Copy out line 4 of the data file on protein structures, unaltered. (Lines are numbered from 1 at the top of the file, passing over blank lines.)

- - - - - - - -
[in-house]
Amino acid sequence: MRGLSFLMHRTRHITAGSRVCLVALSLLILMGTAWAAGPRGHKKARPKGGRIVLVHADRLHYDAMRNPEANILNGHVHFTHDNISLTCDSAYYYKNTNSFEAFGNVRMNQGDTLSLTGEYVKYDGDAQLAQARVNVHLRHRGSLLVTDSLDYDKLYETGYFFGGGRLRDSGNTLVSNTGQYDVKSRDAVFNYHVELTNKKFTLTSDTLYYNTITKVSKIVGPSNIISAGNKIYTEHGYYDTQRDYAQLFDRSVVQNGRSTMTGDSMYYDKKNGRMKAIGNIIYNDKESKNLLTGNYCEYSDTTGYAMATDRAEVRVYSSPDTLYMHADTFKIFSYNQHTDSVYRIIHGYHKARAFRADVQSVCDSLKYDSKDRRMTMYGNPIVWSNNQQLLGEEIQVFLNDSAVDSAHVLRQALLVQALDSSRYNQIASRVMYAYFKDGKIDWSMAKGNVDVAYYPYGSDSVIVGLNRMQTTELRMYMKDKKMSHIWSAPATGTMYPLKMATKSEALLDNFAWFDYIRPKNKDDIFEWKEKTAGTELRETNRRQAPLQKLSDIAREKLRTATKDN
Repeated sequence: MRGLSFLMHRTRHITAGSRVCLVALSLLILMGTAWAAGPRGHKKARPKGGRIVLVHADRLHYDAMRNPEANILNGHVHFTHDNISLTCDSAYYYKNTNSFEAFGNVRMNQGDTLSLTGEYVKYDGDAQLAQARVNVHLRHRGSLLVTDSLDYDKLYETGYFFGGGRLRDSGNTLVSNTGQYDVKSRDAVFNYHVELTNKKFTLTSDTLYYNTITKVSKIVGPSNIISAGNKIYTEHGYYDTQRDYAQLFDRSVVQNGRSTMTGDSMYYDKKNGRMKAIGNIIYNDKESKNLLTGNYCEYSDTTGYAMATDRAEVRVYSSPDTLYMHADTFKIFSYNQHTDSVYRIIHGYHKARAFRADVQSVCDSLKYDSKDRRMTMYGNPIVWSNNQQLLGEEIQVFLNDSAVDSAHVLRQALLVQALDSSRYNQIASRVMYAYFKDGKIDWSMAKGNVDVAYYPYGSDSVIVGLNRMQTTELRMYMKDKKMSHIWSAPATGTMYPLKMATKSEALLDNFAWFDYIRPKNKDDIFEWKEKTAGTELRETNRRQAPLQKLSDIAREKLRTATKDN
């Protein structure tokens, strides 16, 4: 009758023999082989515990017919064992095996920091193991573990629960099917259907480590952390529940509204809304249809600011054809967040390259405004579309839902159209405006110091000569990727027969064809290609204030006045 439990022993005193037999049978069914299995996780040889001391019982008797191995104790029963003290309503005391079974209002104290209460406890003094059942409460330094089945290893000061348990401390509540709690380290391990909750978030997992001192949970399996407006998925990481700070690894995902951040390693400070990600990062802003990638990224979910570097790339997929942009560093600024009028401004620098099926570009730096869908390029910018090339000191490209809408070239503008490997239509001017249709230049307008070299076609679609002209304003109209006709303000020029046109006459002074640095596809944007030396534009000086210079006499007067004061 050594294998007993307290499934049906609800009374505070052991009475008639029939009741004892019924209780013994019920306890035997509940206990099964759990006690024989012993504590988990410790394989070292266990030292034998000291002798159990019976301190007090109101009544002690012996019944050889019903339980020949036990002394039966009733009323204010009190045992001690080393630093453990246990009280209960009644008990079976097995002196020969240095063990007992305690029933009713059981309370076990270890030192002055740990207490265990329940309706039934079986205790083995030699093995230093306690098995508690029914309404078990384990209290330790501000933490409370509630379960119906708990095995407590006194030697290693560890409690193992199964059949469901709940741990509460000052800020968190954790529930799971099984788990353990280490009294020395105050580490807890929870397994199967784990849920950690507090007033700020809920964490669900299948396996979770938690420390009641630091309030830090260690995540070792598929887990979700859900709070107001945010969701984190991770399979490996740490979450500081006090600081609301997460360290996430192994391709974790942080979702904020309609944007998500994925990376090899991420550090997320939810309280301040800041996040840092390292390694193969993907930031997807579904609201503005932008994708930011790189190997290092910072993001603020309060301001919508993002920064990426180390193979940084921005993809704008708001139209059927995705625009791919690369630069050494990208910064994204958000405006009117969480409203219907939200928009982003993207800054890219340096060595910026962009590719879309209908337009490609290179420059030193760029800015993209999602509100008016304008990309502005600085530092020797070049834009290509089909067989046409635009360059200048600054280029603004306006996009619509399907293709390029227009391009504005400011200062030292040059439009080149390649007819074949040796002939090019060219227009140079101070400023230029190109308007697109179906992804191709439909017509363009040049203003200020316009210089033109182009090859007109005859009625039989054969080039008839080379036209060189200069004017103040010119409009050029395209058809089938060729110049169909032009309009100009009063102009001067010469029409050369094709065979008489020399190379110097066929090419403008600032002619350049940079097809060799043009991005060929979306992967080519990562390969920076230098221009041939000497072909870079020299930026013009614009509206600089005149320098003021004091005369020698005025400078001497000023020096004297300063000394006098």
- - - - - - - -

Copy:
């Protein structure tokens, strides 16, 4: 009758023999082989515990017919064992095996920091193991573990629960099917259907480590952390529940509204809304249809600011054809967040390259405004579309839902159209405006110091000569990727027969064809290609204030006045 439990022993005193037999049978069914299995996780040889001391019982008797191995104790029963003290309503005391079974209002104290209460406890003094059942409460330094089945290893000061348990401390509540709690380290391990909750978030997992001192949970399996407006998925990481700070690894995902951040390693400070990600990062802003990638990224979910570097790339997929942009560093600024009028401004620098099926570009730096869908390029910018090339000191490209809408070239503008490997239509001017249709230049307008070299076609679609002209304003109209006709303000020029046109006459002074640095596809944007030396534009000086210079006499007067004061 050594294998007993307290499934049906609800009374505070052991009475008639029939009741004892019924209780013994019920306890035997509940206990099964759990006690024989012993504590988990410790394989070292266990030292034998000291002798159990019976301190007090109101009544002690012996019944050889019903339980020949036990002394039966009733009323204010009190045992001690080393630093453990246990009280209960009644008990079976097995002196020969240095063990007992305690029933009713059981309370076990270890030192002055740990207490265990329940309706039934079986205790083995030699093995230093306690098995508690029914309404078990384990209290330790501000933490409370509630379960119906708990095995407590006194030697290693560890409690193992199964059949469901709940741990509460000052800020968190954790529930799971099984788990353990280490009294020395105050580490807890929870397994199967784990849920950690507090007033700020809920964490669900299948396996979770938690420390009641630091309030830090260690995540070792598929887990979700859900709070107001945010969701984190991770399979490996740490979450500081006090600081609301997460360290996430192994391709974790942080979702904020309609944007998500994925990376090899991420550090997320939810309280301040800041996040840092390292390694193969993907930031997807579904609201503005932008994708930011790189190997290092910072993001603020309060301001919508993002920064990426180390193979940084921005993809704008708001139209059927995705625009791919690369630069050494990208910064994204958000405006009117969480409203219907939200928009982003993207800054890219340096060595910026962009590719879309209908337009490609290179420059030193760029800015993209999602509100008016304008990309502005600085530092020797070049834009290509089909067989046409635009360059200048600054280029603004306006996009619509399907293709390029227009391009504005400011200062030292040059439009080149390649007819074949040796002939090019060219227009140079101070400023230029190109308007697109179906992804191709439909017509363009040049203003200020316009210089033109182009090859007109005859009625039989054969080039008839080379036209060189200069004017103040010119409009050029395209058809089938060729110049169909032009309009100009009063102009001067010469029409050369094709065979008489020399190379110097066929090419403008600032002619350049940079097809060799043009991005060929979306992967080519990562390969920076230098221009041939000497072909870079020299930026013009614009509206600089005149320098003021004091005369020698005025400078001497000023020096004297300063000394006098």